Digital Britain implementation plan: Government seeks control of UK internet domains

The government wants to reserve the right to allocate internet domain names under the implementation plan for Digital Britain published today.

The government wants to reserve the right to allocate internet domain names under the implementation plan for Digital...

Britain published today.

The implementation plan is intended to give effect to its new information-based industrial policy proposed in the final Digital Britain report in June.

Responsibility for implementation falls jointly to David Hendon and Jon Zeff, of the departments of business, innovation and skills, and culture, media and sports respectively. They will oversee a legislative change programme and reallocation of authority to give effect to the new plan.

Changes include:

• Reserving in law the right to control the distribution of domain names through an agency such as communications regulator Ofcom. Nominet presently registers and manages UK domain names in an agreement with US-based Icann (Internet Corporation for Assigned Names and Numbers).

• Making the promotion of investment in communications infrastructure and content one of Ofcom's principal duties.

• Making Ofcom report every other year on the state of the UK's communications infrastructure relative to technology and competitive nations.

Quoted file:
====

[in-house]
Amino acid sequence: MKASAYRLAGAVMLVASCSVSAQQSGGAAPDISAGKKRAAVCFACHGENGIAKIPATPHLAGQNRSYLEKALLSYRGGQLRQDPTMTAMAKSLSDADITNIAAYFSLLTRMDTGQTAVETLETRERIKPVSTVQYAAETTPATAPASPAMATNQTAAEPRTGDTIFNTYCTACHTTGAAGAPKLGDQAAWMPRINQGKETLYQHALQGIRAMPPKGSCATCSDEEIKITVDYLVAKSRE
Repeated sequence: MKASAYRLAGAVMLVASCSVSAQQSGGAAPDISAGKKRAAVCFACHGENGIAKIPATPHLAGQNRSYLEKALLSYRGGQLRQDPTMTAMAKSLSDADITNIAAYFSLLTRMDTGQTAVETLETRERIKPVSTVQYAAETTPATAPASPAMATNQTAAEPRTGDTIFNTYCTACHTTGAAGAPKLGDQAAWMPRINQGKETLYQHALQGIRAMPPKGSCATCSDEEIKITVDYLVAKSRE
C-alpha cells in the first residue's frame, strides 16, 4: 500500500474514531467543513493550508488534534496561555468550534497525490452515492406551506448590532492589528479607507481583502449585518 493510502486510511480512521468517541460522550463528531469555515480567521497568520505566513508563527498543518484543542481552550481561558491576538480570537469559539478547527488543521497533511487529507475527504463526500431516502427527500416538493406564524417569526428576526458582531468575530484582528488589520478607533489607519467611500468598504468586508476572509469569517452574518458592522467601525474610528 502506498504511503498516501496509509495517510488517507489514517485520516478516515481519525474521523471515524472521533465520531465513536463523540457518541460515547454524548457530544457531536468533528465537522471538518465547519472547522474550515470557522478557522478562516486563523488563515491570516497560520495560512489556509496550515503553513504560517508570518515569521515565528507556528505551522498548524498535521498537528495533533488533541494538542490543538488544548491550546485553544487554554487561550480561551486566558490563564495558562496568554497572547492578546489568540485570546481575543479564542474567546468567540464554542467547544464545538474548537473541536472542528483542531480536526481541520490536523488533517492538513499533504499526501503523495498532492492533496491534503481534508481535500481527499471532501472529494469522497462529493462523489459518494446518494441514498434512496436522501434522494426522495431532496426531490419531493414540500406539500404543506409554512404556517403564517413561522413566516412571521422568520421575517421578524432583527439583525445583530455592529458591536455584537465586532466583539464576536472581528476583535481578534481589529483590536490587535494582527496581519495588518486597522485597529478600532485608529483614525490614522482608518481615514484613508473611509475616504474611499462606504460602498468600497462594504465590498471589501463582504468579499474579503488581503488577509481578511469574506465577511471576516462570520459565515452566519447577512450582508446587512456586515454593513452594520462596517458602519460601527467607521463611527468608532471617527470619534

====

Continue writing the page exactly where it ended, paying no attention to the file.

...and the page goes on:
• Allowing Ofcom to order internet service providers (ISPs) to reduce or prevent online copyright infringement by the application of "various technical measures", such as slowing transmission rates.

• Legislation to match penalties for online and physical copyright infringement.

The implementation plan also makes provision for Ofcom to encourage radio broadcasters to merge and to grow their coverage areas, and to give them an extra seven years for analogue broadcasts if they also move into digital audio broadcasting (DAB).

The plan also asks for a revamp of the legislation, regulation and management of television and "public service broadcasters".

It also proposed to adopt a new and strengthened system of classification for boxed video games based on the new Pan-European Game Information (PEGI) system.



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